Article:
by Massimo Calabresci, TIME, Jan 20, 2011 –
Mannie Garcia / Bloomberg / Getty Images.
Timothy Geithner was sitting in his spacious Treasury Department office overlooking the White House earlier this month, mulling the U.S.’s sometimes testy relationship with China. The view wasn’t great: China was flexing its military muscles, sticking to a hard line on the valuation of its currency and generally making everyone in Washington jumpy as the state visit by President Hu Jintao approached. Is a trade war possible? Geithner was asked. "A very low probability," he replied, "and I think it’s completely avoidable."
But not impossible, he could have added — and with good reason. War is to be avoided, but the threat of war can be useful. . . .
See also Why U.S.-China Tensions Will Mount Despite the Obama-Hu Lovefest, TIME, Jan 21, 2011 –
President Barack Obama and Chinese President Hu Jintao walk on the South Lawn at the White House in Washington. Tim Sloan / AFP / Getty Images. The reason Presidents Barack Obama and Hu Jintao went to such great lengths during Wednesday’s White House lovefest to declare that the U.S. and China can get along in peace and prosperity for years to come is that neither man is convinced they will. In fact, the U.S. and China are entering a dangerous two-year period during which the pressures for confrontation are as likely to build as they are to abate.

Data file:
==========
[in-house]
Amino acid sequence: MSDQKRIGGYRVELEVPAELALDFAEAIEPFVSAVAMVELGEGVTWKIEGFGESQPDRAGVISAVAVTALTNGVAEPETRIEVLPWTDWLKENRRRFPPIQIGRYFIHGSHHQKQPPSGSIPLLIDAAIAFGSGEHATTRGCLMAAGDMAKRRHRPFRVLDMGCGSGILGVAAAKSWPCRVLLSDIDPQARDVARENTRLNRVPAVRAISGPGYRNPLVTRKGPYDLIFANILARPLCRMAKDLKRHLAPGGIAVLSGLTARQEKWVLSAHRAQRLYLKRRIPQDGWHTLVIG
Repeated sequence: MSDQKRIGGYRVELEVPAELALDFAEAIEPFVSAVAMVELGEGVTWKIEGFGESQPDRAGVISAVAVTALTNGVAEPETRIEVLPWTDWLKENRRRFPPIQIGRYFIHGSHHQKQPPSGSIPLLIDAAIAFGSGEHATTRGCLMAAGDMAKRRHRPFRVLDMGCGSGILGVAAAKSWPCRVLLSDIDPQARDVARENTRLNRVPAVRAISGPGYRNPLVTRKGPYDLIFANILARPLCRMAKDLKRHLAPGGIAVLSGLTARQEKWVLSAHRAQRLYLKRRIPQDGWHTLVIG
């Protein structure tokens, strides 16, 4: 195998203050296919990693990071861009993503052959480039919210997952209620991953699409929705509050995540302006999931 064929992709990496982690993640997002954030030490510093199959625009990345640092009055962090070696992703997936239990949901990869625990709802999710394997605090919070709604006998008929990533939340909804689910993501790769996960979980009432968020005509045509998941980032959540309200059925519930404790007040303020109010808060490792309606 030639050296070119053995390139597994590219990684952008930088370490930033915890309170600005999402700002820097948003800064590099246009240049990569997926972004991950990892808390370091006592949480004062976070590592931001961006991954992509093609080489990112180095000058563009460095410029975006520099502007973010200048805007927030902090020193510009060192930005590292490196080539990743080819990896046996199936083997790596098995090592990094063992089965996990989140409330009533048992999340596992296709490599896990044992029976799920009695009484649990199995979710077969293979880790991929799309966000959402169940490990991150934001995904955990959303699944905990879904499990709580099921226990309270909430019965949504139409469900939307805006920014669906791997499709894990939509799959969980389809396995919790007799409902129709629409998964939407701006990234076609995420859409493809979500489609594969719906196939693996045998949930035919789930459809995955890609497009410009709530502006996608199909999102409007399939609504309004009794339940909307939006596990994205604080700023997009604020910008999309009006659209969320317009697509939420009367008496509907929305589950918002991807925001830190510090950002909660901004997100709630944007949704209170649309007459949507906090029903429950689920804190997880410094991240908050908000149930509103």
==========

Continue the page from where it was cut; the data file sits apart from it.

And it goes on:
It was partly in the hope of defusing already mounting pressures on both sides that Obama and Hu went to such lengths of civility. Major power centers on both sides want a more confrontational policy. The Chinese military, driven by nationalism and self-interest, has accelerated its push for a blue-water navy and expanded its claim to the South China Sea. State-run industries, and their protectionist backers in the State Council, have sought to tighten access to China’s manufacturing contracts. And the propaganda department of the Chinese Communist Party has heightened the rhetoric of confrontation. . . .